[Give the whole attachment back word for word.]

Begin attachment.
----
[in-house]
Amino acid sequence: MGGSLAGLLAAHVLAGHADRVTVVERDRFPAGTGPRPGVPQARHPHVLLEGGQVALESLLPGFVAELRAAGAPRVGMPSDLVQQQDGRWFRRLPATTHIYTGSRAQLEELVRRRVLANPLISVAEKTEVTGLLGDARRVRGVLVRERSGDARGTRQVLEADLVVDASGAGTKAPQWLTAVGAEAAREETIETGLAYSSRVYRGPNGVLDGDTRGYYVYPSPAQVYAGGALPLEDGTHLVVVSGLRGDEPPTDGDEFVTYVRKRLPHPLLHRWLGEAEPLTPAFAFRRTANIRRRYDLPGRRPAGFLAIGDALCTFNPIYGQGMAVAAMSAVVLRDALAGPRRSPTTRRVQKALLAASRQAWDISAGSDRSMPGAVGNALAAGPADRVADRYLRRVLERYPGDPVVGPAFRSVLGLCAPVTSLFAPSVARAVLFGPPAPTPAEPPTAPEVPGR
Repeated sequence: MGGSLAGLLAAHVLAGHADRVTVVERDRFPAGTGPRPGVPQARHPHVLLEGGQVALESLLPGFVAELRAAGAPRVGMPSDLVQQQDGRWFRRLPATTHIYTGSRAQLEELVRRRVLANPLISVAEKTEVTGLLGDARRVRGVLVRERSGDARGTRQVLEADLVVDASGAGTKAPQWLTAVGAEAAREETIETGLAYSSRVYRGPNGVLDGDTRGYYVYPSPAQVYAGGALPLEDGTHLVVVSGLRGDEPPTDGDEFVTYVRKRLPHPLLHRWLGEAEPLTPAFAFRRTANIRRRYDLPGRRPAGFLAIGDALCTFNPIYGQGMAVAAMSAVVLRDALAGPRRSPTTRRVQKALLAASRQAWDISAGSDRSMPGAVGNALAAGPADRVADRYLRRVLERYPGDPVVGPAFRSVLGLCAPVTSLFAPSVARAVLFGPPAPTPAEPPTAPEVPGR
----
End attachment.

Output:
[in-house]
Amino acid sequence: MGGSLAGLLAAHVLAGHADRVTVVERDRFPAGTGPRPGVPQARHPHVLLEGGQVALESLLPGFVAELRAAGAPRVGMPSDLVQQQDGRWFRRLPATTHIYTGSRAQLEELVRRRVLANPLISVAEKTEVTGLLGDARRVRGVLVRERSGDARGTRQVLEADLVVDASGAGTKAPQWLTAVGAEAAREETIETGLAYSSRVYRGPNGVLDGDTRGYYVYPSPAQVYAGGALPLEDGTHLVVVSGLRGDEPPTDGDEFVTYVRKRLPHPLLHRWLGEAEPLTPAFAFRRTANIRRRYDLPGRRPAGFLAIGDALCTFNPIYGQGMAVAAMSAVVLRDALAGPRRSPTTRRVQKALLAASRQAWDISAGSDRSMPGAVGNALAAGPADRVADRYLRRVLERYPGDPVVGPAFRSVLGLCAPVTSLFAPSVARAVLFGPPAPTPAEPPTAPEVPGR
Repeated sequence: MGGSLAGLLAAHVLAGHADRVTVVERDRFPAGTGPRPGVPQARHPHVLLEGGQVALESLLPGFVAELRAAGAPRVGMPSDLVQQQDGRWFRRLPATTHIYTGSRAQLEELVRRRVLANPLISVAEKTEVTGLLGDARRVRGVLVRERSGDARGTRQVLEADLVVDASGAGTKAPQWLTAVGAEAAREETIETGLAYSSRVYRGPNGVLDGDTRGYYVYPSPAQVYAGGALPLEDGTHLVVVSGLRGDEPPTDGDEFVTYVRKRLPHPLLHRWLGEAEPLTPAFAFRRTANIRRRYDLPGRRPAGFLAIGDALCTFNPIYGQGMAVAAMSAVVLRDALAGPRRSPTTRRVQKALLAASRQAWDISAGSDRSMPGAVGNALAAGPADRVADRYLRRVLERYPGDPVVGPAFRSVLGLCAPVTSLFAPSVARAVLFGPPAPTPAEPPTAPEVPGR